A publication of the Indiana Business Research Center at IU's Kelley School of Business
Share | |

Health Insurance Coverage

Insuring ourselves against the costs of health care has become increasingly important to Americans. While the majority of Hoosiers have some sort of health insurance, 13 percent of Indiana's residents (855,000 people) lacked health insurance coverage in 2010. That figure compares favorably to the higher 16 percent nationally who lacked health insurance, according to the U.S. Census Bureau (see Figure 1).1

Indiana has slightly higher coverage rates (87 percent) than the nation overall (84 percent) and ranks 21st among the 50 states and the District of Columbia. Coverage rates range from a high of 94 percent in Massachusetts to a low of 75 percent in Texas.

Figure 1: Health Insurance Coverage in Indiana and the United States, 2010

Figure 1: Health Insurance Coverage in Indiana and the United States, 2010

Source: IBRC, using Current Population Survey data

As shown in Figure 2, the majority of Hoosiers (60 percent) have health insurance through their employer, while 34 percent have government-based health insurance (Medicare, Medicaid or military health care). Note that the categories are not mutually exclusive (e.g., an individual may have both employment-based insurance alongside directly purchased supplemental coverage).

Figure 2: Types of Insurance Coverage, 2010

Figure 2: Types of Insurance Coverage, 2010

Note: Numbers to do not sum to 100 because the categories are not mutually exclusive. The difference between the U.S. and Indiana direct purchases is not statistically significant.
Source: IBRC, using Current Population Survey data

The percentage of insured individuals in Indiana has declined by 3.3 percentage points over the decade, although there was a slight uptick in 2010 (see Figure 3).

Figure 3: Percent of the Population Covered by Health Insurance, 2000 to 2010

Figure 3: Percent of the Population Covered by Health Insurance, 2000 to 2010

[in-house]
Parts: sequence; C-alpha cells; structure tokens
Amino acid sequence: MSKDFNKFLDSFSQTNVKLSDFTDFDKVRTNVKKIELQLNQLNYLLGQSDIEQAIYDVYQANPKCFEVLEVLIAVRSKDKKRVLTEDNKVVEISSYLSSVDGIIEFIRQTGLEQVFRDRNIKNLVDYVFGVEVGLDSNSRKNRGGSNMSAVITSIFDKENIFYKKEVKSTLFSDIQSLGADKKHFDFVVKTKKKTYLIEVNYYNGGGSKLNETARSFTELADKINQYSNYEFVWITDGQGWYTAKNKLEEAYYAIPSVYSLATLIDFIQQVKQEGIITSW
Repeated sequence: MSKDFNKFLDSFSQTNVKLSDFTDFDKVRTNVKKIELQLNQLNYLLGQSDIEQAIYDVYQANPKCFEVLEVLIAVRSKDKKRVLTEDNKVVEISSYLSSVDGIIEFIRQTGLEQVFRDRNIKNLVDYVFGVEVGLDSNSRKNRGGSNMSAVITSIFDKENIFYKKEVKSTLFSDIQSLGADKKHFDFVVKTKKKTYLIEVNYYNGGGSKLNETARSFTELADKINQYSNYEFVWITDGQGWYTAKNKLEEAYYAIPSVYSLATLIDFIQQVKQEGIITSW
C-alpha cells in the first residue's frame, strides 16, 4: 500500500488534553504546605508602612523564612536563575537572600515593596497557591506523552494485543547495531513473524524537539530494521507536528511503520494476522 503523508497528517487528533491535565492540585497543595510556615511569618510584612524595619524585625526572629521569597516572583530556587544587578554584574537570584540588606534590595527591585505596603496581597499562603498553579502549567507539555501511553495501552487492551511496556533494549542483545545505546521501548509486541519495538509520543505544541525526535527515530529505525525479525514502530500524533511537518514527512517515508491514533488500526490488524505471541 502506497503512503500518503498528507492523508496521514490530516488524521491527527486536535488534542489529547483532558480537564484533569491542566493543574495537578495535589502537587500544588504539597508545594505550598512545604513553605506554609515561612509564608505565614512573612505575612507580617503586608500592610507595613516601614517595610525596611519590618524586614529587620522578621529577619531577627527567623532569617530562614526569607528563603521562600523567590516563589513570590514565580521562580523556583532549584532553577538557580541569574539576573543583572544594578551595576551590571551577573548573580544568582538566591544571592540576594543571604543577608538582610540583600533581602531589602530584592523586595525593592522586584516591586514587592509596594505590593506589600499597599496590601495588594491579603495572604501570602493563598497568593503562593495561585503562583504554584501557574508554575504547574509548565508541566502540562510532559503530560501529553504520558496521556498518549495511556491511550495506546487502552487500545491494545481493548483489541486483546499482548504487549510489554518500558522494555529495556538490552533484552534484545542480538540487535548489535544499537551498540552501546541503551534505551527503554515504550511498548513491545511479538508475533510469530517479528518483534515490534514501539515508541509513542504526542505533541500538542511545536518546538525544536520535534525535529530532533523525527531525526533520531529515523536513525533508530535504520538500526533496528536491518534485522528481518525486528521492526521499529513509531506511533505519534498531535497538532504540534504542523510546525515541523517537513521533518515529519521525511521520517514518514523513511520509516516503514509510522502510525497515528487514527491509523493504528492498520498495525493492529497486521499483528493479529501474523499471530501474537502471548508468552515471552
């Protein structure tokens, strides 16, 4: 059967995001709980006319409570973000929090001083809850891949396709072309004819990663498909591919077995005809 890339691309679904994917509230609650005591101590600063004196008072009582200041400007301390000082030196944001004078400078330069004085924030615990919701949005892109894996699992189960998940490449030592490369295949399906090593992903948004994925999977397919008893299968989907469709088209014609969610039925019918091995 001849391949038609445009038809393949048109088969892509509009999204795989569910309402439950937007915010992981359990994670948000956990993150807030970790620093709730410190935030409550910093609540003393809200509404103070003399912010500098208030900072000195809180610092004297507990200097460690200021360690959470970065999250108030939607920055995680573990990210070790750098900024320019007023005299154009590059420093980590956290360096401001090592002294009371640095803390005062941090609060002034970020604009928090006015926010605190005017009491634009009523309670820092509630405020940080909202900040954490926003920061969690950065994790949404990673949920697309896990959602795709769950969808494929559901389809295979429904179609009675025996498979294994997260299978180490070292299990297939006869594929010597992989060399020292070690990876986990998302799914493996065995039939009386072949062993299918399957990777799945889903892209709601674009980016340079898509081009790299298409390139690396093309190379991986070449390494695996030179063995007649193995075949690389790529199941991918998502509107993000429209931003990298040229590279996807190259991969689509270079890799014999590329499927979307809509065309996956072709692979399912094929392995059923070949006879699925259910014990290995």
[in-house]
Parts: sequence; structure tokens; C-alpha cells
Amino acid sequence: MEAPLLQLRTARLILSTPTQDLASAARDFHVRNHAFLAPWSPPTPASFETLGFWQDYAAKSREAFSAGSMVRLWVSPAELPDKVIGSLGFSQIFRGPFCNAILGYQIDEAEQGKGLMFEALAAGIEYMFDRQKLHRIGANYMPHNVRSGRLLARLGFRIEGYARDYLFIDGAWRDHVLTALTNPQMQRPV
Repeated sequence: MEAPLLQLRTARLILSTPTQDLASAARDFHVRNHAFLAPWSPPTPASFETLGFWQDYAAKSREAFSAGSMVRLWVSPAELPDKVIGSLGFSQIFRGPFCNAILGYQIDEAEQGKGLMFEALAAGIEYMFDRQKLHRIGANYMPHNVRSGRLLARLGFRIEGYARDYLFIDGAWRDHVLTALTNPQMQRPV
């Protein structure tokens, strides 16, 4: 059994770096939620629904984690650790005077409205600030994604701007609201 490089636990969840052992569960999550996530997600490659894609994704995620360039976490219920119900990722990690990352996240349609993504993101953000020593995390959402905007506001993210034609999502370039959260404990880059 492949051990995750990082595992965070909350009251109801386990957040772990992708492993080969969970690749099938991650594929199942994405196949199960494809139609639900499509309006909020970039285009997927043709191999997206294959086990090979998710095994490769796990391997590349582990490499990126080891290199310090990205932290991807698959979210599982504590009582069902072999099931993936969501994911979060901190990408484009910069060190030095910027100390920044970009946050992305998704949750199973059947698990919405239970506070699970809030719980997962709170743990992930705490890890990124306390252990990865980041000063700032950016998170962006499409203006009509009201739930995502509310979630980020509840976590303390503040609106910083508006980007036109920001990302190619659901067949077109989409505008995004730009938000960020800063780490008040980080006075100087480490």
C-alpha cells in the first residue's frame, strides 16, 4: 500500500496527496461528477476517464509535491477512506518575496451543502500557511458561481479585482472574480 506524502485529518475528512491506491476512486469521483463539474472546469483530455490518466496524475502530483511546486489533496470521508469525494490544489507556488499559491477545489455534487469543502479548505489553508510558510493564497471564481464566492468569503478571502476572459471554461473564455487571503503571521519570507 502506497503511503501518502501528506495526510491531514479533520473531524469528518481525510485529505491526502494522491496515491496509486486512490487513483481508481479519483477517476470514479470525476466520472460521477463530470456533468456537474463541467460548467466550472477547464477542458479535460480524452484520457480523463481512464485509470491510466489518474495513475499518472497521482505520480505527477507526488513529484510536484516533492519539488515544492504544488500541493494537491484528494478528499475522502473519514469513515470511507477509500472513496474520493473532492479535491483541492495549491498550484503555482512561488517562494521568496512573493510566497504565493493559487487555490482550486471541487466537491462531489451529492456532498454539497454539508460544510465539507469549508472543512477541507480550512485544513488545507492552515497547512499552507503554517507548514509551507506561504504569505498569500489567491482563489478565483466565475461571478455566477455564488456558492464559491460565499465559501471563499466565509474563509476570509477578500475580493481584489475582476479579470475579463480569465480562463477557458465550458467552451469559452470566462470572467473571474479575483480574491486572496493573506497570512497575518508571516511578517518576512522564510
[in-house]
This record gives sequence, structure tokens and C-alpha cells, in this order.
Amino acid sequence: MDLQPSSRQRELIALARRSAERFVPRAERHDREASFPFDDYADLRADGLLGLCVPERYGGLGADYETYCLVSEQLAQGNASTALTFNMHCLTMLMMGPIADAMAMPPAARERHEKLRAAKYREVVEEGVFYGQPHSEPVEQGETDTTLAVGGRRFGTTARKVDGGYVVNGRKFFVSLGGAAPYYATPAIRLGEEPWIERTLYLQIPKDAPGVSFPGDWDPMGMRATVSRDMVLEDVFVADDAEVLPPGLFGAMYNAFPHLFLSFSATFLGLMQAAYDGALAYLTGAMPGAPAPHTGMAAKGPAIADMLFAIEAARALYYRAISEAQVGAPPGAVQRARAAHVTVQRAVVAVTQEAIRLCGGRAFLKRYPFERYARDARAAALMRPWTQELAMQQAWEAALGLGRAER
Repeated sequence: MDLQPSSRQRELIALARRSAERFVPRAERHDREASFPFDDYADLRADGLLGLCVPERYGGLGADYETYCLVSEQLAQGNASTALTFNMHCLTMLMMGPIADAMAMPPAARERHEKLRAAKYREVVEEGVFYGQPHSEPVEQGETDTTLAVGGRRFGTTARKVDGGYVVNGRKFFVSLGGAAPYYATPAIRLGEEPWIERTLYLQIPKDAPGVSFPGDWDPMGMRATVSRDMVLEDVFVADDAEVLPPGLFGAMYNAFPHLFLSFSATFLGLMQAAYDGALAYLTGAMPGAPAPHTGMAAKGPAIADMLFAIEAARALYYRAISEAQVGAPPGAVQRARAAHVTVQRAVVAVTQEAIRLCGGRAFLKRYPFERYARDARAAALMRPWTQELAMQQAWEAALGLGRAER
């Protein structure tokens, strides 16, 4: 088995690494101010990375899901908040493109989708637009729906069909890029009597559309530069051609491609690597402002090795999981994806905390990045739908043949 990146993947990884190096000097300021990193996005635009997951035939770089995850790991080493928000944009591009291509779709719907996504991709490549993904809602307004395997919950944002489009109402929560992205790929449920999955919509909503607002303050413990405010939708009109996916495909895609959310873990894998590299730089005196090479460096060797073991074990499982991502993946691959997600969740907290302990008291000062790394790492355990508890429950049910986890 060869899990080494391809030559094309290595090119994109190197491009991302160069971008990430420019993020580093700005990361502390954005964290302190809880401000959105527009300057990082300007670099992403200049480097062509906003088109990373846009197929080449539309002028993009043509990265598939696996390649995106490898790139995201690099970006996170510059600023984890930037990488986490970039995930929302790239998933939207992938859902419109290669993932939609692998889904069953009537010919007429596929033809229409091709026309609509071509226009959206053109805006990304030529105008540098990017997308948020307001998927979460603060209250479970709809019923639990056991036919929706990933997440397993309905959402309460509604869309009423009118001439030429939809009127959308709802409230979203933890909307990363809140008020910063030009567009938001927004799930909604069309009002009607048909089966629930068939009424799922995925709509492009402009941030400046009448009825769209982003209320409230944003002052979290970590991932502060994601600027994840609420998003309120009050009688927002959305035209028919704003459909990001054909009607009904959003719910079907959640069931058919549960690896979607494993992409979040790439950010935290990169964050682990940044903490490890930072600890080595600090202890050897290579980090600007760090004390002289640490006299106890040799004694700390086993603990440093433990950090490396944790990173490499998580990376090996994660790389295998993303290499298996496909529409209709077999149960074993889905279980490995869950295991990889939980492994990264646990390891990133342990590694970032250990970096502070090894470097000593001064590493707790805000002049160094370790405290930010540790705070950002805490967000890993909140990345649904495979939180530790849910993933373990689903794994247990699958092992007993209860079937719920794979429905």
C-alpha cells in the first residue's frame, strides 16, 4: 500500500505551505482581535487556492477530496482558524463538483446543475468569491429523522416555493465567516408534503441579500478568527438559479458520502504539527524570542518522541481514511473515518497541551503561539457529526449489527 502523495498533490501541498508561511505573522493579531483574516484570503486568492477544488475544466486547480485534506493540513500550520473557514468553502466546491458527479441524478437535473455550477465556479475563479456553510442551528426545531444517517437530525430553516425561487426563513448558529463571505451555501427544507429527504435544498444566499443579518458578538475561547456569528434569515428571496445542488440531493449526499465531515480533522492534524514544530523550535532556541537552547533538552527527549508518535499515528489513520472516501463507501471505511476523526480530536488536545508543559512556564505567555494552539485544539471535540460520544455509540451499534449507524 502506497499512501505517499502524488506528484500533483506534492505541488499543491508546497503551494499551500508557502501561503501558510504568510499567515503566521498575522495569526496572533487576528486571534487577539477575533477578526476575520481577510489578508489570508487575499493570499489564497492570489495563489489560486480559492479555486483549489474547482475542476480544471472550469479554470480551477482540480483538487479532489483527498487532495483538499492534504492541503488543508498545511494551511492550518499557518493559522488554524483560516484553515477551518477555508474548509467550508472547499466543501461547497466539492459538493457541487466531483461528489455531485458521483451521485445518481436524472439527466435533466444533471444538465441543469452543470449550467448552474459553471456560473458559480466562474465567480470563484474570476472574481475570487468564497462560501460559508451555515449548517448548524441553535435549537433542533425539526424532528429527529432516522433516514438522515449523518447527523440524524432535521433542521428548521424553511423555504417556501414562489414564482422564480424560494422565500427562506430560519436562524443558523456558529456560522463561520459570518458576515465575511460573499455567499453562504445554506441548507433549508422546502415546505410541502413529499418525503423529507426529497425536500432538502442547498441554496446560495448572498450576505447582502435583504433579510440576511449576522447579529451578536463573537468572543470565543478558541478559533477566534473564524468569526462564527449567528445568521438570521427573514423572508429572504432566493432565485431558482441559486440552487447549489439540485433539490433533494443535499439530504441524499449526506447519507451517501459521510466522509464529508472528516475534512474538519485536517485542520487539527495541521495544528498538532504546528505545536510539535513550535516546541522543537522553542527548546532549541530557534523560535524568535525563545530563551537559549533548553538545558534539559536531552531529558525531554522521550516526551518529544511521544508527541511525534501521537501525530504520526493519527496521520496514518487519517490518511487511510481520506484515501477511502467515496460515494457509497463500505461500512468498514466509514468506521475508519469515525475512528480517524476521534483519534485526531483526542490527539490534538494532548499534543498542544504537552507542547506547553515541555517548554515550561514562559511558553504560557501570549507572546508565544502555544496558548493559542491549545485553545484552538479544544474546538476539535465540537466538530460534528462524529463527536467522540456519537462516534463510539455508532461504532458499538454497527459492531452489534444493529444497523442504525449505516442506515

Source: IBRC, using Current Population Survey data

Change in coverage has been primarily due to a drop in the share of population with employment-based coverage, which fell 14 percentage points over the decade (see Figure 4).

Figure 4: Employment-Based Health Insurance in Indiana, 2000 to 2010

Figure 4: Employment-Based Health Insurance in Indiana, 2000 to 2010

Source: IBRC, using Current Population Survey data

Meanwhile the percent of people with government-based insurance has been on the rise (see Figure 5). Since these figures are released annually, we can continue to track the number and percent of Hoosiers with health insurance and how the nature of that coverage may be changing.

Figure 5: Government Health Insurance in Indiana, 2000 to 2010

Figure 5: Government Health Insurance in Indiana, 2000 to 2010

Source: IBRC, using Current Population Survey data

Learn More

This article explored just one data set on health insurance coverage. For more data on insurance coverage and health care costs, visit the STATS Indiana Health topic page.

Notes

  1. Data in this article come from the Current Population Survey (CPS) data available at www.census.gov/newsroom/releases/archives/news_conferences/2011-09-13_ipnews_conf.html. The American Community Survey (ACS) is now another source for health insurance data and is based on a larger sample size, but the time series is limited and only goes back to 2008. The 2010 ACS data indicate that 14.8 percent of Hoosiers are uninsured, compared to 15.5 percent for the United States. View the health insurance fact sheet for more information about the variety of data sources available.

Rachel Justis
Geodemographic Analyst, Indiana Business Research Center, Indiana University Kelley School of Business